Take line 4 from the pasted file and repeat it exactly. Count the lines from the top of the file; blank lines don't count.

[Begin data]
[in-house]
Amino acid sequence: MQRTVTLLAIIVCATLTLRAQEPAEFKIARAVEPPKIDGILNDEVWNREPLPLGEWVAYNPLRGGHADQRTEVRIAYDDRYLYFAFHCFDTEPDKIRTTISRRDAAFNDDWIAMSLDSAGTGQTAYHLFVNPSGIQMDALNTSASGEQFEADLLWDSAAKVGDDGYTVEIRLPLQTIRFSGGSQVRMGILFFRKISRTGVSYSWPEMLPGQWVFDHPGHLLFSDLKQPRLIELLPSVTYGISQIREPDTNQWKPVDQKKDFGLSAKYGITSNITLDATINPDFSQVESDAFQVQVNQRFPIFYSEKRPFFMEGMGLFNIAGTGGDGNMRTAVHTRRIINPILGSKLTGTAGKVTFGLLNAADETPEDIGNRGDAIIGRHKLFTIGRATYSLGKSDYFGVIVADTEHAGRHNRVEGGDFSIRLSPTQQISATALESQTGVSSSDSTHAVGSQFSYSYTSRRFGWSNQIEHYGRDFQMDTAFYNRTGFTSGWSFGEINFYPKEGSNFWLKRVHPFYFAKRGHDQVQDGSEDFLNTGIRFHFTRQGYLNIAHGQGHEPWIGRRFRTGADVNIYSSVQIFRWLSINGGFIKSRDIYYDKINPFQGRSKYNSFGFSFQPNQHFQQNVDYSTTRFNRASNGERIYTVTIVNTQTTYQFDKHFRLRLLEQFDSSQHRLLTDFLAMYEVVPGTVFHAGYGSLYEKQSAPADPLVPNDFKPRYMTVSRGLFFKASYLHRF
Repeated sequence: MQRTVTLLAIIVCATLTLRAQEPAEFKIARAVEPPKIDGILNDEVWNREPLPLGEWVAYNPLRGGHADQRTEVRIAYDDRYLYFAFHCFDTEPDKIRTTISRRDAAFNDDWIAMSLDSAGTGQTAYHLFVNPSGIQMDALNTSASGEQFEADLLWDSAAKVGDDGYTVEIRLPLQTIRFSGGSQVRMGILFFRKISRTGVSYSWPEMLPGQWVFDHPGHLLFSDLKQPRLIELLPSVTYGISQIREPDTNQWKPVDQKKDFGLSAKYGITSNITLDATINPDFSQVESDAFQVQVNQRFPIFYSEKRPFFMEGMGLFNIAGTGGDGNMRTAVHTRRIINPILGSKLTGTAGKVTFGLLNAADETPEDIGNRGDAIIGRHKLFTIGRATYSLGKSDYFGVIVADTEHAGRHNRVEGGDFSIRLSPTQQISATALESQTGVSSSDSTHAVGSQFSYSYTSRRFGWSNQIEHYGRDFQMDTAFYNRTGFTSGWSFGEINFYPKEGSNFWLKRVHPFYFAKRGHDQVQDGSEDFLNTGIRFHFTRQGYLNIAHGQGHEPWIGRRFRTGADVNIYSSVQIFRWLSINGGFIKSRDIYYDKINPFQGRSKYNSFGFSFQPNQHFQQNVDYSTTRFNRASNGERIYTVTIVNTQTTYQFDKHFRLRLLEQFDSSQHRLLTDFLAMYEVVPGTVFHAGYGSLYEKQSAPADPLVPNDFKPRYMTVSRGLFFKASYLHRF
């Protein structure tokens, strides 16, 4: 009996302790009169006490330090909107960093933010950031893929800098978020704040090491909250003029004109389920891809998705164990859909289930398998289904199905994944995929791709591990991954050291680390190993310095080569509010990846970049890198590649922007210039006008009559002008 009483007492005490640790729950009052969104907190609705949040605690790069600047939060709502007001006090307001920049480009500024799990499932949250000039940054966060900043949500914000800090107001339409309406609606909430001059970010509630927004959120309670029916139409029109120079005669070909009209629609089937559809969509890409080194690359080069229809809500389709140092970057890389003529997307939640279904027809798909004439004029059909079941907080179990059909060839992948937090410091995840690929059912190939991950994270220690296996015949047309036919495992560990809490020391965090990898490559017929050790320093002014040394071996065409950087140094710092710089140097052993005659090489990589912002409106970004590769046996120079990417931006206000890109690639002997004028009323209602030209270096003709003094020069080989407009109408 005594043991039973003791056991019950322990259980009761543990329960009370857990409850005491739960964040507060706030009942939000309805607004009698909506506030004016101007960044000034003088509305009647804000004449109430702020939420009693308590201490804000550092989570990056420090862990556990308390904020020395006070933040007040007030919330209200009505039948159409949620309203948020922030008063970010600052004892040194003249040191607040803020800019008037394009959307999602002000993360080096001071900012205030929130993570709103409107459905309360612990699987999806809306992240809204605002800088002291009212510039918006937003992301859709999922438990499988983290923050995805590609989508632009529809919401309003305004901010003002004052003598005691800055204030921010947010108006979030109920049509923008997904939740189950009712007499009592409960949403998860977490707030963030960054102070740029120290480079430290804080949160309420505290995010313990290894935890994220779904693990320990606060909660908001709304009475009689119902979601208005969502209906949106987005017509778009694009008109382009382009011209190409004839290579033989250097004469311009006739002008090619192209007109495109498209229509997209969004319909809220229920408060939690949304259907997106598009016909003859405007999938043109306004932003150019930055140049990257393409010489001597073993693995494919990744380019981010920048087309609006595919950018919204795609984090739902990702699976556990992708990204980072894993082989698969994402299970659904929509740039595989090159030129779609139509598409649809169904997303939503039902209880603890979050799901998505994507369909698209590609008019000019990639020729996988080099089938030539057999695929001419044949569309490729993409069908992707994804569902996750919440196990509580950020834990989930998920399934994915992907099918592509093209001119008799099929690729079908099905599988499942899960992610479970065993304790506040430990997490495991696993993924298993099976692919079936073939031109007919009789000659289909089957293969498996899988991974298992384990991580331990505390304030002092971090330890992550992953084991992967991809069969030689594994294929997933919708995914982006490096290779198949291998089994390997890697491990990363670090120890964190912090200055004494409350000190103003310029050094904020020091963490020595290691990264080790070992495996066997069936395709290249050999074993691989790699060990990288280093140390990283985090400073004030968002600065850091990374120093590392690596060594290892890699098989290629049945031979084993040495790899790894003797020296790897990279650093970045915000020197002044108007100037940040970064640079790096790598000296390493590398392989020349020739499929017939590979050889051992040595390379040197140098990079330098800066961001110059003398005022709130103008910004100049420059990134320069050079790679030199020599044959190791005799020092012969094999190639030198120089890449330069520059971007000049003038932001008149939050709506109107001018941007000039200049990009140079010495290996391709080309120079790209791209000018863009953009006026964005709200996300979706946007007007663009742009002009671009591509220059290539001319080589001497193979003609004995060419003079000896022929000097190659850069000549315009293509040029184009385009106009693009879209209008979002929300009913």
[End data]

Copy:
């Protein structure tokens, strides 16, 4: 009996302790009169006490330090909107960093933010950031893929800098978020704040090491909250003029004109389920891809998705164990859909289930398998289904199905994944995929791709591990991954050291680390190993310095080569509010990846970049890198590649922007210039006008009559002008 009483007492005490640790729950009052969104907190609705949040605690790069600047939060709502007001006090307001920049480009500024799990499932949250000039940054966060900043949500914000800090107001339409309406609606909430001059970010509630927004959120309670029916139409029109120079005669070909009209629609089937559809969509890409080194690359080069229809809500389709140092970057890389003529997307939640279904027809798909004439004029059909079941907080179990059909060839992948937090410091995840690929059912190939991950994270220690296996015949047309036919495992560990809490020391965090990898490559017929050790320093002014040394071996065409950087140094710092710089140097052993005659090489990589912002409106970004590769046996120079990417931006206000890109690639002997004028009323209602030209270096003709003094020069080989407009109408 005594043991039973003791056991019950322990259980009761543990329960009370857990409850005491739960964040507060706030009942939000309805607004009698909506506030004016101007960044000034003088509305009647804000004449109430702020939420009693308590201490804000550092989570990056420090862990556990308390904020020395006070933040007040007030919330209200009505039948159409949620309203948020922030008063970010600052004892040194003249040191607040803020800019008037394009959307999602002000993360080096001071900012205030929130993570709103409107459905309360612990699987999806809306992240809204605002800088002291009212510039918006937003992301859709999922438990499988983290923050995805590609989508632009529809919401309003305004901010003002004052003598005691800055204030921010947010108006979030109920049509923008997904939740189950009712007499009592409960949403998860977490707030963030960054102070740029120290480079430290804080949160309420505290995010313990290894935890994220779904693990320990606060909660908001709304009475009689119902979601208005969502209906949106987005017509778009694009008109382009382009011209190409004839290579033989250097004469311009006739002008090619192209007109495109498209229509997209969004319909809220229920408060939690949304259907997106598009016909003859405007999938043109306004932003150019930055140049990257393409010489001597073993693995494919990744380019981010920048087309609006595919950018919204795609984090739902990702699976556990992708990204980072894993082989698969994402299970659904929509740039595989090159030129779609139509598409649809169904997303939503039902209880603890979050799901998505994507369909698209590609008019000019990639020729996988080099089938030539057999695929001419044949569309490729993409069908992707994804569902996750919440196990509580950020834990989930998920399934994915992907099918592509093209001119008799099929690729079908099905599988499942899960992610479970065993304790506040430990997490495991696993993924298993099976692919079936073939031109007919009789000659289909089957293969498996899988991974298992384990991580331990505390304030002092971090330890992550992953084991992967991809069969030689594994294929997933919708995914982006490096290779198949291998089994390997890697491990990363670090120890964190912090200055004494409350000190103003310029050094904020020091963490020595290691990264080790070992495996066997069936395709290249050999074993691989790699060990990288280093140390990283985090400073004030968002600065850091990374120093590392690596060594290892890699098989290629049945031979084993040495790899790894003797020296790897990279650093970045915000020197002044108007100037940040970064640079790096790598000296390493590398392989020349020739499929017939590979050889051992040595390379040197140098990079330098800066961001110059003398005022709130103008910004100049420059990134320069050079790679030199020599044959190791005799020092012969094999190639030198120089890449330069520059971007000049003038932001008149939050709506109107001018941007000039200049990009140079010495290996391709080309120079790209791209000018863009953009006026964005709200996300979706946007007007663009742009002009671009591509220059290539001319080589001497193979003609004995060419003079000896022929000097190659850069000549315009293509040029184009385009106009693009879209209008979002929300009913």